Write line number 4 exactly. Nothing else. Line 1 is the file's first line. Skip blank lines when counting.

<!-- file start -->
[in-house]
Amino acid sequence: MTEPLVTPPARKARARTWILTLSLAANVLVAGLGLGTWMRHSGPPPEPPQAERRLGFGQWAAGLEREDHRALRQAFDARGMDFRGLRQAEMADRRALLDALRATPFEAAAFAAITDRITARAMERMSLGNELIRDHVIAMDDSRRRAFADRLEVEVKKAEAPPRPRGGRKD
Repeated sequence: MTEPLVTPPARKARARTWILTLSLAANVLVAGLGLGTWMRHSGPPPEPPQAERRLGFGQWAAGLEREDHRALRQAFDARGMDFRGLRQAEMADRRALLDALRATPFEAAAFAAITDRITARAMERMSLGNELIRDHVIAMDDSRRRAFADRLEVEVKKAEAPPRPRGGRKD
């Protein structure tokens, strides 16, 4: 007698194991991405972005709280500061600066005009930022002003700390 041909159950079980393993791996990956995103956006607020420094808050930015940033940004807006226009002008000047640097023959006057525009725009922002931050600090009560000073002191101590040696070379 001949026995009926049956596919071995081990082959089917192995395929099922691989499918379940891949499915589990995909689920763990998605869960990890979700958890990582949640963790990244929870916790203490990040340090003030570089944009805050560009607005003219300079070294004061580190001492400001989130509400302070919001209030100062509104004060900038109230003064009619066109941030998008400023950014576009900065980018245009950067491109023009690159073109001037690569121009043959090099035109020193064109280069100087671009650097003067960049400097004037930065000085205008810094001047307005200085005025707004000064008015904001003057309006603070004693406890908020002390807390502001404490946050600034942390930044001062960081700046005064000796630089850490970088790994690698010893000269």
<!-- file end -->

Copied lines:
């Protein structure tokens, strides 16, 4: 007698194991991405972005709280500061600066005009930022002003700390 041909159950079980393993791996990956995103956006607020420094808050930015940033940004807006226009002008000047640097023959006057525009725009922002931050600090009560000073002191101590040696070379 001949026995009926049956596919071995081990082959089917192995395929099922691989499918379940891949499915589990995909689920763990998605869960990890979700958890990582949640963790990244929870916790203490990040340090003030570089944009805050560009607005003219300079070294004061580190001492400001989130509400302070919001209030100062509104004060900038109230003064009619066109941030998008400023950014576009900065980018245009950067491109023009690159073109001037690569121009043959090099035109020193064109280069100087671009650097003067960049400097004037930065000085205008810094001047307005200085005025707004000064008015904001003057309006603070004693406890908020002390807390502001404490946050600034942390930044001062960081700046005064000796630089850490970088790994690698010893000269």